In its order, it further went on to observe that Articles 25 and 21 of the Indian Constitution meant that once a visa is granted to foreigners, “such foreigners cannot be prevented from visiting Masjids, if they go there to observe religious practices or to offer only Namaz.”
“Religion is part of life at least for those who are believers and so, Article 21 is applicable in case like present one”, the court observed, adding that “before taking any action by police or by the State they ought to have given thought to the rights of these foreigners…It is contended that under the conditions of visa, there was no prohibition to visit religious places like Masjids and there was prohibition to visit containment areas and the connected areas with regard to defence matter. It is their contention that they were not involved in breach of orders or in propagating Muslim religion.”
Madras High Court found them on the other hand as having “contravened the visa conditions”, however, it added that this did not mean they should be seen as criminals. The court made the observation while hearing representation from 31 petitioners in its order on June 12. The judge, GR Swaminathan in fact said that “the petitioners have not committed any act that is prejudicial to public tranquillity or security of India” instead he called the petitioners as those who had come “propelled by a sense of religious idealism. But their mission went awry”.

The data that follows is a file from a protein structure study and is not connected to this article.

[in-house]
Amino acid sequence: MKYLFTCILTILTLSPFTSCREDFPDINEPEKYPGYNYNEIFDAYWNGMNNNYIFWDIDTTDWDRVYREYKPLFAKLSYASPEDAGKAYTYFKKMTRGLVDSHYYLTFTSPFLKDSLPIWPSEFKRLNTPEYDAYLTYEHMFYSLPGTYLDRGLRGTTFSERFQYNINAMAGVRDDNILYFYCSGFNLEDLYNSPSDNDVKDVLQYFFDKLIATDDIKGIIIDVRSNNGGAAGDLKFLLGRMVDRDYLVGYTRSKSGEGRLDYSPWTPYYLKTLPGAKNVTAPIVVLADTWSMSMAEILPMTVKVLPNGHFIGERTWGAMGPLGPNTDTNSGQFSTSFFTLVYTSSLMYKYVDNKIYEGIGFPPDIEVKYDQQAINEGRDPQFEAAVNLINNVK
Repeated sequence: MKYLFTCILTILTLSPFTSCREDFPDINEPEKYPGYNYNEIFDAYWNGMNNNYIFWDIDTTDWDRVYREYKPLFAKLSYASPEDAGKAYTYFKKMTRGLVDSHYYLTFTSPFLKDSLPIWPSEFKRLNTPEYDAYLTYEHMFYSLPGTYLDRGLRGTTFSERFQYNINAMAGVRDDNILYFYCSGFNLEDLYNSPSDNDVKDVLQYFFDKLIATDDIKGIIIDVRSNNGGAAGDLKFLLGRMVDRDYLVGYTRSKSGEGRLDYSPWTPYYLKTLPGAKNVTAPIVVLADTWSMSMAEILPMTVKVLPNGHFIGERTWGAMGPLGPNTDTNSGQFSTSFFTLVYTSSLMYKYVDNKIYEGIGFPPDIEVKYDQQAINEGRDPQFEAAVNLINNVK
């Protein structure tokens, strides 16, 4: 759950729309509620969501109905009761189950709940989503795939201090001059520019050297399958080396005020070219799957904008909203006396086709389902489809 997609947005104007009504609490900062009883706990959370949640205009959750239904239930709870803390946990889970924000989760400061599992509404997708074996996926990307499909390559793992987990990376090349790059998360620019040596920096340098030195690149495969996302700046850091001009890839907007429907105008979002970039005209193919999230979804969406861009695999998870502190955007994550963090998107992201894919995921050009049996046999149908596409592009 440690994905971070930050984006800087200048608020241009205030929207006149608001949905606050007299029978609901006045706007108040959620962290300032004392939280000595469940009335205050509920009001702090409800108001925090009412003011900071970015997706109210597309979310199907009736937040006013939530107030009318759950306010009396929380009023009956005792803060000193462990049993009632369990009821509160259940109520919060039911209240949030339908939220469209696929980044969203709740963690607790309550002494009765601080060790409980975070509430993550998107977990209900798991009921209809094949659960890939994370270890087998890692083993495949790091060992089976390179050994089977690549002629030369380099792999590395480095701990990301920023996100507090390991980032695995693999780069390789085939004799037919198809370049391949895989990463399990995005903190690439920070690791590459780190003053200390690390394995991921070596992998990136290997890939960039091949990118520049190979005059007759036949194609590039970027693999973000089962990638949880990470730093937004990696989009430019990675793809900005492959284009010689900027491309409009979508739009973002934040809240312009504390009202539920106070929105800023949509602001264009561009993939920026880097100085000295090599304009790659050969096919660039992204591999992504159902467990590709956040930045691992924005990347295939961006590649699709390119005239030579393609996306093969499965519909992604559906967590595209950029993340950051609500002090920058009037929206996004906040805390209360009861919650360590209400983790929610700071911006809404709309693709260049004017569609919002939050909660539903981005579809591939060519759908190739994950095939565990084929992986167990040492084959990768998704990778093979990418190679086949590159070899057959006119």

Another interesting stand he took was against calling the petitioners as a collective of “Tablighis”. Saying, quoting from the judgement, “categorisation can have serious pitfalls. Justicing has to be an individualised exercise. There are scores of foreign Tablighis who are presently in detention. They hail from different countries. Some of them are women. Quite a few are senior citizens. They are normal human beings. They are now stuck in alien surroundings”.
The Karnataka High Court, while it quashed criminal cases against nine foreign nationals, in the plea deal mentioned above, it did not quash the case against seven Indian nationals on grounds of their case being on a different footing.
A single bench of Justice Krishna S Dixit in fact found some wrongdoing. In his order he says that the travel documents “pointedly shows that the visas in question granted to them…bare the nomenclature e-tourist visa” which are not granted for missionary work. Meaning the court deemed the said interactions of the Jamaatis as that of missionary work.
While the courts have placed a different viewpoint on this apparent visa rule break, the observations of the Bombay HC as to why the authority was tempted to issue such directions against the foreigners is something to ponder on. It said, “The record of this matter and the submissions made show that action of Central Government was taken mainly against Muslim persons who had come to Markaz Delhi for Tabligh Jamat. Similar action was not taken against other foreigners belonging to other religions. Due to these circumstances, the background of the action and what is achieved needs to be considered by the Court.”